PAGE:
• A competitive advantage. Some employees value a generous PTO package over a higher wage, so this may give you a competitive advantage in certain industries. That said, think twice about instituting an “unlimited PTO” policy, as employees tend to fear taking too much time off and end up chronically underusing such plans. 
  • Simplicity. Employers and HR managers don’t need to do the tedious, time -consuming work of keeping track of sick days versus personal days versus vacation days. Instead, managing a PTO plan is as simple as noting when an employee uses their banked days. Similarly, employees don’t need to lie about their reasons for taking PTO if one type of time off or another is used up but they still need to take a day. 


burnout at work



  • Mismanagement. It’s up to employees to organize their time off, but this responsibility suits some better than others. For some, it can be difficult to plan ahead or make the most of their time off. Certain employees might be inclined to use fewer vacation days so they can still access PTO in case of an emergency. Meanwhile, others may choose to use the entirety of their PTO on an extended vacation (if your policy allows it), without considering the possibility of unforeseen circumstances that require PTO. 


  • No official vacation. While having the same amount of days off or the same accrual rate promotes equality, the reality is that different employees have wildly different PTO needs. As they have no ‘official’ vacation period, an employee with kids or a sick relative may end up using most of their PTO on sick days. As a result they will likely be more vulnerable to burnout and exhaustion. 


  • Unused PTO. Depending on your policy as well as the laws at play in your state or province, an employee who quits and happens to have a large bank of unused PTO can represent a significant financial burden. While in some states, workers forfeit their unused PTO when they leave their jobs, other states require employers to pay out any unused vacation time upon termination—regardless of what they may have outlined in their PTO policy. Regardless of state laws, many companies nonetheless maintain a good faith policy of paying employees for unused vacation time.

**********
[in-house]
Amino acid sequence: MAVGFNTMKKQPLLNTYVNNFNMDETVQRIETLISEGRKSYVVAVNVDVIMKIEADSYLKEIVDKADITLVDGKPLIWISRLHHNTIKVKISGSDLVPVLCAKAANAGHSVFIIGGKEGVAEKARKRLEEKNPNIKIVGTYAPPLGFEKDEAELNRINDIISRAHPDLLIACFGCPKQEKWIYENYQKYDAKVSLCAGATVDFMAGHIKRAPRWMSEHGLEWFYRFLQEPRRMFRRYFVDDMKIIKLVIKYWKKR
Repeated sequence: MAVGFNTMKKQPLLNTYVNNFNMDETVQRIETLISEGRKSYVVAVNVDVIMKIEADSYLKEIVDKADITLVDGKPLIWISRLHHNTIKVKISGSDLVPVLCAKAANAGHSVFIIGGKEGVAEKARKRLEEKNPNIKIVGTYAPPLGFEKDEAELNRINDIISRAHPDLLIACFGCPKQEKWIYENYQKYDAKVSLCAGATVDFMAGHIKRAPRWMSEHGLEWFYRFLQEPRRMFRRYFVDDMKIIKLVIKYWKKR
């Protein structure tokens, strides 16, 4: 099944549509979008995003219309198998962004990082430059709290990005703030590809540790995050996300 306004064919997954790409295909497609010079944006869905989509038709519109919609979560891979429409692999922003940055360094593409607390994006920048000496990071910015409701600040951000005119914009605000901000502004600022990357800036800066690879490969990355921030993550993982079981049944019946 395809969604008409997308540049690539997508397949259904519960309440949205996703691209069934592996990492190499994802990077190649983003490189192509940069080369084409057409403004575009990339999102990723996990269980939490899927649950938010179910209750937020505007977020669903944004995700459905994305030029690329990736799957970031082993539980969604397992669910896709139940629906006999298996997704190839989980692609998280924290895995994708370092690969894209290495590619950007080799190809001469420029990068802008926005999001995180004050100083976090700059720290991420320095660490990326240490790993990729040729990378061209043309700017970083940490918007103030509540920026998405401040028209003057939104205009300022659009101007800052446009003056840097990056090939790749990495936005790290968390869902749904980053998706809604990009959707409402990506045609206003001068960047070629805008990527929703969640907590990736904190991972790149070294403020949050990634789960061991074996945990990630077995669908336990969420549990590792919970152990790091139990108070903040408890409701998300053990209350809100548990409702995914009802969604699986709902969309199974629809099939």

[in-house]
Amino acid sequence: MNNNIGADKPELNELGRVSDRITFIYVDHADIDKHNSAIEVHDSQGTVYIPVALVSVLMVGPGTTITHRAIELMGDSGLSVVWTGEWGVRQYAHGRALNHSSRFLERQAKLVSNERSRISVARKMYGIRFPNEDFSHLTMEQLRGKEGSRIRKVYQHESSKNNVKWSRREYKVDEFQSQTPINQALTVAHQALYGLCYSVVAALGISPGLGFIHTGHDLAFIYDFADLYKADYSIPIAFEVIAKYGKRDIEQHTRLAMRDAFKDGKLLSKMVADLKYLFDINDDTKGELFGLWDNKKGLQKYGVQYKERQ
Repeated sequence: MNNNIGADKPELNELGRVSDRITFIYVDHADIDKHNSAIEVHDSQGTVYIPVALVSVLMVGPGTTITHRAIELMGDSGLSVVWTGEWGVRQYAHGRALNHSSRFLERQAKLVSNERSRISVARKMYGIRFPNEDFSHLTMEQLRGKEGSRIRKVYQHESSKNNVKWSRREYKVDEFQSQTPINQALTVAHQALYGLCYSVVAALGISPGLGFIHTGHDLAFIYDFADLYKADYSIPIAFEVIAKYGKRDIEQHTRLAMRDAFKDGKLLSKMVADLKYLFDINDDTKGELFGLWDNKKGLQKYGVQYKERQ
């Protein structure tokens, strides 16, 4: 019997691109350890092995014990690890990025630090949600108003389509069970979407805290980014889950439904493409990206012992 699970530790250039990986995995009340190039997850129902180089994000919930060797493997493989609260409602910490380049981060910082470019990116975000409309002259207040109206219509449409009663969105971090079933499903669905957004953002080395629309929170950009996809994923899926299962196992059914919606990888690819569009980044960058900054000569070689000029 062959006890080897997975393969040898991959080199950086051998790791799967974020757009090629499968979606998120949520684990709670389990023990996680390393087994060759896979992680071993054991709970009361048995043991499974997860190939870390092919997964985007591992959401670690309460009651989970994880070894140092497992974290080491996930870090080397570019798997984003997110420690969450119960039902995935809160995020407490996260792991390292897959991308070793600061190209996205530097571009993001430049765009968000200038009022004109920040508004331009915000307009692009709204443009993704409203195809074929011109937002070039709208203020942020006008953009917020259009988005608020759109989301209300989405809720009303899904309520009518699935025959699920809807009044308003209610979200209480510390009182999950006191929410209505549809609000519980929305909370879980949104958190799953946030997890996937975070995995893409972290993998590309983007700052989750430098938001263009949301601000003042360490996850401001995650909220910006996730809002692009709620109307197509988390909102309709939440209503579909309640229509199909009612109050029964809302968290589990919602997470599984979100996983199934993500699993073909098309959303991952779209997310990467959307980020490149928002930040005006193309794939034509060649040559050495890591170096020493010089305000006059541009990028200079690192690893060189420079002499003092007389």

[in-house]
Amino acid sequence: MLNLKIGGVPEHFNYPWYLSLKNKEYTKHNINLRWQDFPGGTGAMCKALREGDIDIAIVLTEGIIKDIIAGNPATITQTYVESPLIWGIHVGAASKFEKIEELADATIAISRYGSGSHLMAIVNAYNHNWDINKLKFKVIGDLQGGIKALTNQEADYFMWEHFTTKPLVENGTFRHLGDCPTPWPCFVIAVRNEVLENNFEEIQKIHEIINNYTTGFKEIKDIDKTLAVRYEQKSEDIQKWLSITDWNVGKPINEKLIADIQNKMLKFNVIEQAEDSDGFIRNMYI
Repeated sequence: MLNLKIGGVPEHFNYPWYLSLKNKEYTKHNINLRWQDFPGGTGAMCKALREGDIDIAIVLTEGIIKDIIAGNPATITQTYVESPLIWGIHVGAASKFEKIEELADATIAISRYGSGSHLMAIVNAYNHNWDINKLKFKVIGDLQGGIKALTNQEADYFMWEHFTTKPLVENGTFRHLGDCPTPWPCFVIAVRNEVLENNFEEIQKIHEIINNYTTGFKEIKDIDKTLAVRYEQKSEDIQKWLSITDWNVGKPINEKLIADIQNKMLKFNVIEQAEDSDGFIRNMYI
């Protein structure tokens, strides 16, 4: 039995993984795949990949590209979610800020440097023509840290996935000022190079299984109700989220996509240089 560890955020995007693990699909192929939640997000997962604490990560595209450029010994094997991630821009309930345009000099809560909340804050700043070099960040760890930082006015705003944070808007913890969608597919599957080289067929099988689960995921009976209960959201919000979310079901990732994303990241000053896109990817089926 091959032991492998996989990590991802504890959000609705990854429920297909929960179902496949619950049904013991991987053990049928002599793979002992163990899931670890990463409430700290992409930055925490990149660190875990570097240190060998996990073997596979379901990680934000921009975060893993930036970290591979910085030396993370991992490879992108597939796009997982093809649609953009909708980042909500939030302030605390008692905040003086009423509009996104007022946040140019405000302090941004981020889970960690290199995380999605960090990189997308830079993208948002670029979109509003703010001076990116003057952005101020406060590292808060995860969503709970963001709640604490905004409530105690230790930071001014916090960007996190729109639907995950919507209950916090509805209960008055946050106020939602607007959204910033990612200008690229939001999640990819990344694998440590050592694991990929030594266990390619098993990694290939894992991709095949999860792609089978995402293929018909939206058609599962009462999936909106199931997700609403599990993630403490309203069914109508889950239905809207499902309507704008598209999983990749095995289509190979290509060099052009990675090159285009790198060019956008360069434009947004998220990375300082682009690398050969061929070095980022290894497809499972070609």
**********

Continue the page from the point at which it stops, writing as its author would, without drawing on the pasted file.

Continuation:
Making PTO work for you 

Ultimately, making a PTO policy work for your employees and for your business comes down to ensuring that it lines up with your company’s core values. If your company culture is one that places importance on work/life balance (it should!), so too should your PTO policy.  

Another ofttimes overlooked step in creating a successful PTO policy is promoting it! It’s not enough just to create the policy. You have to make sure your policy is clearly communicated to both management and employees and is applied in a fair and consistent way. Otherwise, you can’t be certain the rules and basic principles of the policy will be respected. There’s nothing like a group meeting to accomplish this important task. A collective meeting can also be the perfect opportunity to mitigate some of the potential disadvantages of your policy by offering a few basic PTO management tips.  

Finally, it’s always a good idea to encourage employees to use their PTO rather than let it build up. Also, it should go without saying, but make efforts to prohibit employees from working while taking their PTO, as this is a great recipe for burnout. Work to cultivate an environment where all employees feel comfortable and supported in their ability to take time away. It will pay off. They’ll return to work revitalized, more productive, and a lot more likely to stay with the company in the long run.